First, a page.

Clarise and I had a great conversation with Dr. Jacob Nikom of the MIT Lincoln Laboratory. The conversation ranged from the great Chimay beer that Matt Casters of Pentaho and Lead Architect of KETTLE, brought with him from Belgium, to

  • Data Modeling and Relational Algebra/Theory: the integrity of the model
  • Bayesian Statistics, Weibull Analysis and Tensor Calculus for mathematical modeling of complex systems [I love it when n-dimensional eigenvalues start floating in front of my eyes]
  • Meeting the needs of different types of users: managers, scientists, business folk
  • supplementing historical data warehouses with [near] real time data using ESB and dashboards
  • data visualization of complex data sets such that the analyses and limitations can be grasped at different levels by different users
  • collaboration among distributed workgroups of disparate career backgrounds and cultural pre-dispositions
  • use of Second Life and other virtual worlds for collaboration and data visualization
  • a calculator is to a computer [think if statment] as a flat file is to a relational database [think where clause]
  • early USSR vs. British knock-offs of IBM mainframes
  • Complexity as the balance of robustness and fragility

At various times in this discussion, we were joined by Sherman Wood, Director of BI at JasperSoft, and one of the legendary Mondrian developers, Julian Hyde of Pentaho and Mondrian Lead Architect, and Nicholas Goodman Director of BI for Pentaho.

And if you put Nick and dashboards and virtual worlds in the same post, then you have to mention Discoverer meets Duke Nukem.

Jakob, et al, thank you so very much for a great conversation.

Cubulus Presentation

We discovered a new OLAP engine, Cubulus, registered on Sourceforge on 2007-03-07. The developer has an interesting presentation on the web, as well. [Just click anywhere on the page that isn't a link to somewhere else, and you'll go to the next slide. Or was that obvious to everyone but me?] Even though the project is pre-alpha, we've added it to our linkblog [look in the side column under OLAP]. The first database supported is MySQL, but they've recently added "hacks" for PostgreSQL support as well.

Update to our Palo Description

We were contacted by Stephanie Endlich of Jedox GmbH, who suggested a better description for Palo:

"Palo is a memory based Open Source MOLAP which is able to consolidate data hierarchies in real time and which supports write-back of data. It provides a MDDB and a free Microsoft Excel add-in. For flexible integration Palo offers APIs for Java, PHP, C and .NET. From their homepage... 'Palo is an advanced data store for Microsoft Excel that allows you to handle large amounts of Excel data on a small number of worksheets. In addition, it also allows you to share Excel data real-time with your colleagues.'"end quotation

We also have the following from their website on Palo Basics.

"Palo is made for Microsoft Excel. It is a cell-based database that is multidimensional, hierarchical and memory-based. Now what does those terms mean in particular?

"Trying to do Business Intelligence, Financial Analysis, Budgeting or Planning with Microsoft Excel? Looking at Excel workbooks that are difficult to maintain because of their size? Then Palo is for you.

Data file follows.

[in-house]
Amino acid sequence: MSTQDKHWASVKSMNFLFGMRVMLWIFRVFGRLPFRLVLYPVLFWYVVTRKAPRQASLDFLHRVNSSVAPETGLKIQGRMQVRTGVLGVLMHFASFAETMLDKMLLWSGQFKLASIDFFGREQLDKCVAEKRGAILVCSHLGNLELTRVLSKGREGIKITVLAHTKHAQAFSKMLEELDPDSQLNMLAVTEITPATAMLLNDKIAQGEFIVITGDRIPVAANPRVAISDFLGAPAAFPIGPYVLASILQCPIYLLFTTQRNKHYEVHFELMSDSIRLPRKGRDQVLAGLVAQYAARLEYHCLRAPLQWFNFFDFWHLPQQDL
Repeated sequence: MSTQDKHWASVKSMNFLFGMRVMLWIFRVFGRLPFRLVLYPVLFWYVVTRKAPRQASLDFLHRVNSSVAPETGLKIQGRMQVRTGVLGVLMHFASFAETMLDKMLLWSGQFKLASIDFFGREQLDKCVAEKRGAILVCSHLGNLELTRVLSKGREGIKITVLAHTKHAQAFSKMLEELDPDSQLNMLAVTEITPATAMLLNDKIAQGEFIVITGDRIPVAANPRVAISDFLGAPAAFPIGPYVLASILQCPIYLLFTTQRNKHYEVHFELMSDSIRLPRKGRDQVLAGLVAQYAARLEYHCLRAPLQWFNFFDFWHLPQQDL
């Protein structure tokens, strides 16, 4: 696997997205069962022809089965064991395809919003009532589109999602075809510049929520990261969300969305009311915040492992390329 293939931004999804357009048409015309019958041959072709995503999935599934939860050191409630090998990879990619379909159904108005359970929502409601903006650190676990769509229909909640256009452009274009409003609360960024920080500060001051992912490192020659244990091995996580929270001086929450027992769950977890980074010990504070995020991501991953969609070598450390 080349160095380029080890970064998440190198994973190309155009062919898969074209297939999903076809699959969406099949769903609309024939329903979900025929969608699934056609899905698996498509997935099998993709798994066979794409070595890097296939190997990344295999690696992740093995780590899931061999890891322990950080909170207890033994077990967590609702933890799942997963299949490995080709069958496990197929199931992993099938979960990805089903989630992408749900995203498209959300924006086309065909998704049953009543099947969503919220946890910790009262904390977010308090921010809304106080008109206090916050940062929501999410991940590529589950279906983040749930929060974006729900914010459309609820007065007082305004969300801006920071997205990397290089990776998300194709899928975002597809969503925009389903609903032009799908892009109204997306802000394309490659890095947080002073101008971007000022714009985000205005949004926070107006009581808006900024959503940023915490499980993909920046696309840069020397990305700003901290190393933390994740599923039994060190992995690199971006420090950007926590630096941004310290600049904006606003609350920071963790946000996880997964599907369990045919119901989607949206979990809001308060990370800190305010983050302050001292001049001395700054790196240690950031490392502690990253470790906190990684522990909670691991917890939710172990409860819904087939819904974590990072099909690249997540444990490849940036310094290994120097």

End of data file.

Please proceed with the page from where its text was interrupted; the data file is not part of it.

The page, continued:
"Palo is an advanced data store for Microsoft Excel that allows you to handle large amounts of Excel data on a small number of worksheets. In addition, it also allows you to share Excel data real-time with your collegues. You get exciting new Excel features without loosing Excel's flexibility. Works with your existing Excel 2000/XP/2003."end quotation

Let us know what you think in comments, and we'll update our OSBI Lens' linkblog "Links to OSS OLAP Tools" description accordingly.

Commercial Spread Sheet Services

Pentaho and Simba Technologies announced today their Spreadsheet Service allowing Microsoft Office users to access Pentaho OLAP using Microsoft Excel's Pivot Tables. Under the terms of their agreement, Pentaho becomes the exclusive distributor of Simba’s Microsoft Excel connectivity technology for use with Mondrian, which will be delivered and branded as Pentaho Spreadsheet Services.

We're trying to get more information about this new service.

[Quick Update:] Lance Walter of Pentaho quickly responded to our request for more information, and provided a link from the Pentaho Analysis page to the Pentaho Spreadsheet Services FAQ.

Spreadsheet Services is basically a client-side library. It sits on the client machine, and translates ODBO calls from Excel’s PivotTable Service into XML/A calls that go to Pentaho Analysis Services / Mondrian. [Pentaho Spreadsheet Services] works with Mondrian “standalone” – meaning Mondrian deployed without any of the rest of the Pentaho platform. So if you’re an existing, happy Mondrian user and want to use Pentaho Spreadsheet Services, you don’t need to deploy or configure the Pentaho platform to use it.end quotation
-- From Lance Walter, VP Marketing, Pentaho

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At the beginning, The Open Source Solutions Blog was a companion to the Open Source Solutions for Business Intelligence Research Project, and book. But back in 2005, we couldn't find a publisher. As Apache Hadoop and its family of open source projects proliferated, and in many ways, took over the OSS data management and analytics world, our interests became more focused on streaming data management and analytics for IoT, the architecture for people, processes and technology required to bring value from the IoT through Sensor Analytics Ecosystems, and the maturity model organizations will need to follow to achieve SAEIoT success. OSS is very important in this world too, for DMA, API and community development.